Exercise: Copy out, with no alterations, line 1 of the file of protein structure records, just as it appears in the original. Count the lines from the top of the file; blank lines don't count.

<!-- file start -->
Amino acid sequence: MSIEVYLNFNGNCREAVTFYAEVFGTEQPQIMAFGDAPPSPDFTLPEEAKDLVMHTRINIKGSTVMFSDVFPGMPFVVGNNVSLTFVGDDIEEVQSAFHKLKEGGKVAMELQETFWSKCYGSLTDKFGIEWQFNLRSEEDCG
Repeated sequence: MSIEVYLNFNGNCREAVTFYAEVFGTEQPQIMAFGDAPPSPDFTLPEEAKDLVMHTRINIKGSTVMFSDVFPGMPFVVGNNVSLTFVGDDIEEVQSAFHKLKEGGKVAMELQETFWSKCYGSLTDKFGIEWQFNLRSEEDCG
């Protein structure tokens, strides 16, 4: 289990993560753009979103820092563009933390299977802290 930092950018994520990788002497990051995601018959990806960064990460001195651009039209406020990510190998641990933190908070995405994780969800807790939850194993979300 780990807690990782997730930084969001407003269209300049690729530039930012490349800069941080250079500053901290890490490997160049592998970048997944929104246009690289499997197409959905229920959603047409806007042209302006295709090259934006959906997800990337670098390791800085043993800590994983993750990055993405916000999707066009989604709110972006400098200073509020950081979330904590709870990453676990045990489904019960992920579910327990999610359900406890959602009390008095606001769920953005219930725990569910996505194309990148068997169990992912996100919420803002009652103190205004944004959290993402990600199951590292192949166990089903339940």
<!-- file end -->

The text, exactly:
Amino acid sequence: MSIEVYLNFNGNCREAVTFYAEVFGTEQPQIMAFGDAPPSPDFTLPEEAKDLVMHTRINIKGSTVMFSDVFPGMPFVVGNNVSLTFVGDDIEEVQSAFHKLKEGGKVAMELQETFWSKCYGSLTDKFGIEWQFNLRSEEDCG